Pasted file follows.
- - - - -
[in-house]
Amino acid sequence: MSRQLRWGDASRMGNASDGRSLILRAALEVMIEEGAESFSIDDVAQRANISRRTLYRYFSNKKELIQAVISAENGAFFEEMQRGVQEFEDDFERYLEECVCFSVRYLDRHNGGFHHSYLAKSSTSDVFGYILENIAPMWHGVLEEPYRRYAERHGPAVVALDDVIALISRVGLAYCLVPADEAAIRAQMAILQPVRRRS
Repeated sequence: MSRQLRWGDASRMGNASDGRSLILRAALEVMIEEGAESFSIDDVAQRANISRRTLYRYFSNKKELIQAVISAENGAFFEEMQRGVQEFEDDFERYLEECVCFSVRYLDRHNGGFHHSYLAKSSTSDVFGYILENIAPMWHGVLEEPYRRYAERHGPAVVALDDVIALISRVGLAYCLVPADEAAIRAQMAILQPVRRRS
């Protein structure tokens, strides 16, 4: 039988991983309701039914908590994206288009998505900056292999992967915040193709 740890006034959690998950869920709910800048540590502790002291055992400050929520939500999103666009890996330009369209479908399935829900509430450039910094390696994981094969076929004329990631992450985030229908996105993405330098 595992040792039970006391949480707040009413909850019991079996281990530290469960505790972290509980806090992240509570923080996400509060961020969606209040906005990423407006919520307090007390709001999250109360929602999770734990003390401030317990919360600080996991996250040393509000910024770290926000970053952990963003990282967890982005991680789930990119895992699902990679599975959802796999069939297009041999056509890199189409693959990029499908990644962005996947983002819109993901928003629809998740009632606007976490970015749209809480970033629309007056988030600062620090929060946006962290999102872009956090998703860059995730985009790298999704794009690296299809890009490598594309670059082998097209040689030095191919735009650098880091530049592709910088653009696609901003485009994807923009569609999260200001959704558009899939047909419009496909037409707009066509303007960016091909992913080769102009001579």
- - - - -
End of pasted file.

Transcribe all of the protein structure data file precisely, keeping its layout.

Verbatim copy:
[in-house]
Amino acid sequence: MSRQLRWGDASRMGNASDGRSLILRAALEVMIEEGAESFSIDDVAQRANISRRTLYRYFSNKKELIQAVISAENGAFFEEMQRGVQEFEDDFERYLEECVCFSVRYLDRHNGGFHHSYLAKSSTSDVFGYILENIAPMWHGVLEEPYRRYAERHGPAVVALDDVIALISRVGLAYCLVPADEAAIRAQMAILQPVRRRS
Repeated sequence: MSRQLRWGDASRMGNASDGRSLILRAALEVMIEEGAESFSIDDVAQRANISRRTLYRYFSNKKELIQAVISAENGAFFEEMQRGVQEFEDDFERYLEECVCFSVRYLDRHNGGFHHSYLAKSSTSDVFGYILENIAPMWHGVLEEPYRRYAERHGPAVVALDDVIALISRVGLAYCLVPADEAAIRAQMAILQPVRRRS
């Protein structure tokens, strides 16, 4: 039988991983309701039914908590994206288009998505900056292999992967915040193709 740890006034959690998950869920709910800048540590502790002291055992400050929520939500999103666009890996330009369209479908399935829900509430450039910094390696994981094969076929004329990631992450985030229908996105993405330098 595992040792039970006391949480707040009413909850019991079996281990530290469960505790972290509980806090992240509570923080996400509060961020969606209040906005990423407006919520307090007390709001999250109360929602999770734990003390401030317990919360600080996991996250040393509000910024770290926000970053952990963003990282967890982005991680789930990119895992699902990679599975959802796999069939297009041999056509890199189409693959990029499908990644962005996947983002819109993901928003629809998740009632606007976490970015749209809480970033629309007056988030600062620090929060946006962290999102872009956090998703860059995730985009790298999704794009690296299809890009490598594309670059082998097209040689030095191919735009650098880091530049592709910088653009696609901003485009994807923009569609999260200001959704558009899939047909419009496909037409707009066509303007960016091909992913080769102009001579």